Can X-ray machines automatically detect contraband?

In short, X-ray machines, as is the case with dogs, also have their limitations. X-ray machines break substances down into three primary categories: organics, inorganics and mixed materials. These substances are represented in three colour pallets, orange for organics, blue for inorganic and green for mixed substances. X-ray machines, depending on the size of the X-ray generator source used, are able to penetrate items up to a certain depth based on the density of the items being screened. By identifying the mass and density of the item, the software developed (machine specific) is often able to put certain substances into categories such as explosives or narcotics.

New software technology and algorithms are constantly being developed and within HISSCO’s own in-house team of software developers we are now able to create deep AI (artificial intelligence) learning of certain items and substances to automatically identify objects based on their size, orientation, density and shape based on an extensive and ongoing library. This deep learning cycle we call the ‘Black Box’ will quickly and effectively assist operators to identify certain items, not necessarily just threats, but also including contraband using a simple on-screen prompt, thus taking a lot of the guess work away from the operator. While several manufacturers of these types of systems have already successfully implemented this, it is still in the infancy stage of of being at a point whereby an operator is no longer primary but secondary.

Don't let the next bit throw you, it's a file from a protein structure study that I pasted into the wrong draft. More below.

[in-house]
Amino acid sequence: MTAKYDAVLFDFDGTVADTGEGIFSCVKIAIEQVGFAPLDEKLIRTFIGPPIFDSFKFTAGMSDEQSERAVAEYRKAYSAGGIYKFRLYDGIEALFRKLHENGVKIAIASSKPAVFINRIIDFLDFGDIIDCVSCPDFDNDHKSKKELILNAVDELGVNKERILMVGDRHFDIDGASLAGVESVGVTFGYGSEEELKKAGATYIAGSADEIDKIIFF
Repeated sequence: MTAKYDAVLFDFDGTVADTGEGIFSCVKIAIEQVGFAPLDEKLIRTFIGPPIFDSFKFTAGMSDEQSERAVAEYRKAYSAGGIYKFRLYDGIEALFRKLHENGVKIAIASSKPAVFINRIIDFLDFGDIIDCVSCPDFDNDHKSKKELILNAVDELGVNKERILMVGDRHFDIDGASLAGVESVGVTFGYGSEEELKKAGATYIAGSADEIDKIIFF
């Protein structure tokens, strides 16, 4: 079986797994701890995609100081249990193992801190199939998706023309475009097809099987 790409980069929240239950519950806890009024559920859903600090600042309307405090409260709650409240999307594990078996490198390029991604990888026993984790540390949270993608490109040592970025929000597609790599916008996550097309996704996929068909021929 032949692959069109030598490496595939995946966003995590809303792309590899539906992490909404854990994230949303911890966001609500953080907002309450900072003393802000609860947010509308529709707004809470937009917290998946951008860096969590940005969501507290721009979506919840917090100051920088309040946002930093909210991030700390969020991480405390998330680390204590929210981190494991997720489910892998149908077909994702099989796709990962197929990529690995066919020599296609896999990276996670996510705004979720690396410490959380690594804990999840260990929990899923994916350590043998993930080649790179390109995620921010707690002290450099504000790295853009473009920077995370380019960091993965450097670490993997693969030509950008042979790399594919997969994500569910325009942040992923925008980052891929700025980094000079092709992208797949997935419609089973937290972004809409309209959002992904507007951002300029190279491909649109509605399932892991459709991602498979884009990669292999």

Screening solutions from HISSCO?

HISSCO International is a one stop shop, supplying the entire spectrum of security detection equipment from people-screening to container scanners and everything in between. These include advanced CT systems, explosive, drug and metal detection, fully automated conveyor and tray return systems as well as manufacturing a full range of security X-ray machines for commercial, governmental, aviation and industrial applications.